The kicker:  they offer a cooking school and overnight accommodations, and a restaurant that opens March 15th and runs through early November.  Sounds like a place worth investigating.

Fun with Wine and Google Earth, Tuscany Edition

It’s been cold (as in single digit temps, dipping into the subzero range) and snowy here in The Springs, whereas Doug Sassi and his clients have been enjoying balmy mid to upper 50s in Venice this week.  Did we mention we’re jealous?

It was time to feed the kids, and nothing is more likely to please the palate of cranky two and three year olds than daddy’s homemade cherry tomato porcini mushroom garlic laden red wine tomato sauce over some noodles with lots of reggiano cheese.  And for the grownups, a taste of the Italian countryside courtesy of our friends over at Sovereignty.  We went for one of our very cost effective and reliable favorites, the Rosso Toscana IGT from Fattoria il Palagio.  80% Sangiovese rounded out with some Cab, it really sings (and for around $9) with a savory red sauce.  Nothing fancy or complex, just a harmonious red table wine that like most of the wines we favor reminds you of, well…being tableside in Italy.  Time to take a look at where our wine hails from:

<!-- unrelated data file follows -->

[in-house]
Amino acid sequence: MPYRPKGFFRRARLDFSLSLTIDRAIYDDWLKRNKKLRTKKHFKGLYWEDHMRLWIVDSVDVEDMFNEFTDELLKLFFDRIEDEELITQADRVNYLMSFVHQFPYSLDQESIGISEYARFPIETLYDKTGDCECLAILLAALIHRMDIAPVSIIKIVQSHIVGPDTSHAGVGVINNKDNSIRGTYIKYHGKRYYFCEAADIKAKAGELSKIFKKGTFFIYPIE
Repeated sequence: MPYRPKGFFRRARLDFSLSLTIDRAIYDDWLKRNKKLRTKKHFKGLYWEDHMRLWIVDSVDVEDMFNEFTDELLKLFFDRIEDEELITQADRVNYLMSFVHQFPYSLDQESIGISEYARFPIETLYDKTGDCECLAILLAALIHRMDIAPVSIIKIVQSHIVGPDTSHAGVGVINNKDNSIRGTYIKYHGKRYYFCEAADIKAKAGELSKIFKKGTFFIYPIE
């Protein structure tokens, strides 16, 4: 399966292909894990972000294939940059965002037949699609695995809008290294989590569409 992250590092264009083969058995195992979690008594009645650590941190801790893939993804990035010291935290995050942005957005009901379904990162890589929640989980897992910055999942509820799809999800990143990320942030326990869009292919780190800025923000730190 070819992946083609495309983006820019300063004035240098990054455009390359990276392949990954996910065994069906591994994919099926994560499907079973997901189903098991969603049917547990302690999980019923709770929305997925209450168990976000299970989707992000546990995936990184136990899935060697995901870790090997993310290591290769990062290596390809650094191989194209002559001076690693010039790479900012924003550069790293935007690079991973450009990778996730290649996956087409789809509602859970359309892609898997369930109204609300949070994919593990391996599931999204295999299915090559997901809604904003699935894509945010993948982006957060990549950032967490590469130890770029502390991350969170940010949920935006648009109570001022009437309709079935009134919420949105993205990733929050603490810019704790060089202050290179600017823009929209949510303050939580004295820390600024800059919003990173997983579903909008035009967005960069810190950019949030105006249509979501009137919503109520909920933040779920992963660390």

Palagio 1

About halfway on the road between Volterra and Siena and south of Firenze, Fattoria il Palagio is smack in the middle of Tuscan wine country, nestled in the triangle formed by Firenze, Siena, and Livorno.  It’s really where you want to be instead of being snowed upon.  Another click inward reveals lots of woods, naturally, and rolling farmland.  Tuscany’s agrarian roots are readily apparent.

Palagio 3

Another click closer shows us the 10,000ft view of a small vineyard near a small town; you can tell already this is a place that has reverence for doing things in a traditional fashion.  There’s nary a WalMart or BestBuy to be seen.  No parking lots, no strip malls, no Starbucks.  Just Tuscany.

Palagio 4

Imagine the patience and love it takes to tend to neat rows of grapes trained so tidily for the seven generations Fattoria il Palagio has been in operation.

Palagio 5

Time for the street view:

Palagio 6

I don’t think it gets any better.  Cypress trees, long gravel driveway, clear blue skies…you can smell and feel the warmth of the place.  Google’s robot-on-the-car unfortunately didn’t make it any further up the road, but a glance at Fattoria il Palagio’s website makes the place look even more inviting.  Huge upside:  they offer locally pressed olive oil as well.  Definitely adding this place to the list of places to send clients who want an authentic Tuscan wine tasting experience.  The view to the right as you head into town from the vineyard is elegant:

Palagio 7

More Tuscan goodness as you make your way into the hamlet of Castel San Gimignano:

Palagio 8

Time to go *here*…pronto.

More Fun With Google Wine Tours…Lazio Edition